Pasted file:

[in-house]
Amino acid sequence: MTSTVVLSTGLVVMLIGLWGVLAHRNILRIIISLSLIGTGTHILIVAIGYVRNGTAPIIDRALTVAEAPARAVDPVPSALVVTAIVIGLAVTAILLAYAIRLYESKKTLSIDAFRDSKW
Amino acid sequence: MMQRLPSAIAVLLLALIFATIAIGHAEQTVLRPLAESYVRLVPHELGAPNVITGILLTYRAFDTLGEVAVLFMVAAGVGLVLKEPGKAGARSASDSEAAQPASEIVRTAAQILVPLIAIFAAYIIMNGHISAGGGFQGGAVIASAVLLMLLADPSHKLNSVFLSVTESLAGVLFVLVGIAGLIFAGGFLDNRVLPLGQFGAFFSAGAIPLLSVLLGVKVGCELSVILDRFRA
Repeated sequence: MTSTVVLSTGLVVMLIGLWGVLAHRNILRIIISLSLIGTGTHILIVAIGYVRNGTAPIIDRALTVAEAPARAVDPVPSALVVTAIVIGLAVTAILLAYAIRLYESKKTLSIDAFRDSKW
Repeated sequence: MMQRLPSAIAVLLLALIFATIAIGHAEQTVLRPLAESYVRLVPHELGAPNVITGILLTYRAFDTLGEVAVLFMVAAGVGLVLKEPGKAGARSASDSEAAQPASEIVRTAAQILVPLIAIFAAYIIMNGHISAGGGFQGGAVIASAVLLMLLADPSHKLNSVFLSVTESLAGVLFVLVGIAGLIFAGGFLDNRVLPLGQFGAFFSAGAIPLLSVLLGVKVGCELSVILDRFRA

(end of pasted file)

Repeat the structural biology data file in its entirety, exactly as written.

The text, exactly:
[in-house]
Amino acid sequence: MTSTVVLSTGLVVMLIGLWGVLAHRNILRIIISLSLIGTGTHILIVAIGYVRNGTAPIIDRALTVAEAPARAVDPVPSALVVTAIVIGLAVTAILLAYAIRLYESKKTLSIDAFRDSKW
Amino acid sequence: MMQRLPSAIAVLLLALIFATIAIGHAEQTVLRPLAESYVRLVPHELGAPNVITGILLTYRAFDTLGEVAVLFMVAAGVGLVLKEPGKAGARSASDSEAAQPASEIVRTAAQILVPLIAIFAAYIIMNGHISAGGGFQGGAVIASAVLLMLLADPSHKLNSVFLSVTESLAGVLFVLVGIAGLIFAGGFLDNRVLPLGQFGAFFSAGAIPLLSVLLGVKVGCELSVILDRFRA
Repeated sequence: MTSTVVLSTGLVVMLIGLWGVLAHRNILRIIISLSLIGTGTHILIVAIGYVRNGTAPIIDRALTVAEAPARAVDPVPSALVVTAIVIGLAVTAILLAYAIRLYESKKTLSIDAFRDSKW
Repeated sequence: MMQRLPSAIAVLLLALIFATIAIGHAEQTVLRPLAESYVRLVPHELGAPNVITGILLTYRAFDTLGEVAVLFMVAAGVGLVLKEPGKAGARSASDSEAAQPASEIVRTAAQILVPLIAIFAAYIIMNGHISAGGGFQGGAVIASAVLLMLLADPSHKLNSVFLSVTESLAGVLFVLVGIAGLIFAGGFLDNRVLPLGQFGAFFSAGAIPLLSVLLGVKVGCELSVILDRFRA